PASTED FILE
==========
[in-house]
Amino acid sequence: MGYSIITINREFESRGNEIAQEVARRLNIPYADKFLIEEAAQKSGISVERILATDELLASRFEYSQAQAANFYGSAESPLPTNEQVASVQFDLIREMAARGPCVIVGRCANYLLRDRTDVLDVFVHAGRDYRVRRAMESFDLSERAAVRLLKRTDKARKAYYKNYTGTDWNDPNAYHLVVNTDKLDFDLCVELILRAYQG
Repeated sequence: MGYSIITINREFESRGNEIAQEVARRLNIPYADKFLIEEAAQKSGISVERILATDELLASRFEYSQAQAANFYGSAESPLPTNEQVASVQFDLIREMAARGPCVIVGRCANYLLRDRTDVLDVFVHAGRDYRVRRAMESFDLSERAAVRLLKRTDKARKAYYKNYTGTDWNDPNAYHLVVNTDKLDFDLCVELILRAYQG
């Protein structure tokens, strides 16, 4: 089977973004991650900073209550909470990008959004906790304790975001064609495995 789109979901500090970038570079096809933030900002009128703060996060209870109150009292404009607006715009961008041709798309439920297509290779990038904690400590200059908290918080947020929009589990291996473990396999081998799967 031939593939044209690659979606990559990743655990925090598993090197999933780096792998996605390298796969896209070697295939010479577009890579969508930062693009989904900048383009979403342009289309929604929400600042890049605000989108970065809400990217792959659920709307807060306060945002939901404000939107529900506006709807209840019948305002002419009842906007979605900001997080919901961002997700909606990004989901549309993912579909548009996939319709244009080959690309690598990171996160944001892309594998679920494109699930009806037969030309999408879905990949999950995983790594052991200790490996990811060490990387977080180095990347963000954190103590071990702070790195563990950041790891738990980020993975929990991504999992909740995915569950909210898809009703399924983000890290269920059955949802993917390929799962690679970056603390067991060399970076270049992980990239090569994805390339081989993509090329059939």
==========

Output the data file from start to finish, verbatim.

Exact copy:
[in-house]
Amino acid sequence: MGYSIITINREFESRGNEIAQEVARRLNIPYADKFLIEEAAQKSGISVERILATDELLASRFEYSQAQAANFYGSAESPLPTNEQVASVQFDLIREMAARGPCVIVGRCANYLLRDRTDVLDVFVHAGRDYRVRRAMESFDLSERAAVRLLKRTDKARKAYYKNYTGTDWNDPNAYHLVVNTDKLDFDLCVELILRAYQG
Repeated sequence: MGYSIITINREFESRGNEIAQEVARRLNIPYADKFLIEEAAQKSGISVERILATDELLASRFEYSQAQAANFYGSAESPLPTNEQVASVQFDLIREMAARGPCVIVGRCANYLLRDRTDVLDVFVHAGRDYRVRRAMESFDLSERAAVRLLKRTDKARKAYYKNYTGTDWNDPNAYHLVVNTDKLDFDLCVELILRAYQG
């Protein structure tokens, strides 16, 4: 089977973004991650900073209550909470990008959004906790304790975001064609495995 789109979901500090970038570079096809933030900002009128703060996060209870109150009292404009607006715009961008041709798309439920297509290779990038904690400590200059908290918080947020929009589990291996473990396999081998799967 031939593939044209690659979606990559990743655990925090598993090197999933780096792998996605390298796969896209070697295939010479577009890579969508930062693009989904900048383009979403342009289309929604929400600042890049605000989108970065809400990217792959659920709307807060306060945002939901404000939107529900506006709807209840019948305002002419009842906007979605900001997080919901961002997700909606990004989901549309993912579909548009996939319709244009080959690309690598990171996160944001892309594998679920494109699930009806037969030309999408879905990949999950995983790594052991200790490996990811060490990387977080180095990347963000954190103590071990702070790195563990950041790891738990980020993975929990991504999992909740995915569950909210898809009703399924983000890290269920059955949802993917390929799962690679970056603390067991060399970076270049992980990239090569994805390339081989993509090329059939």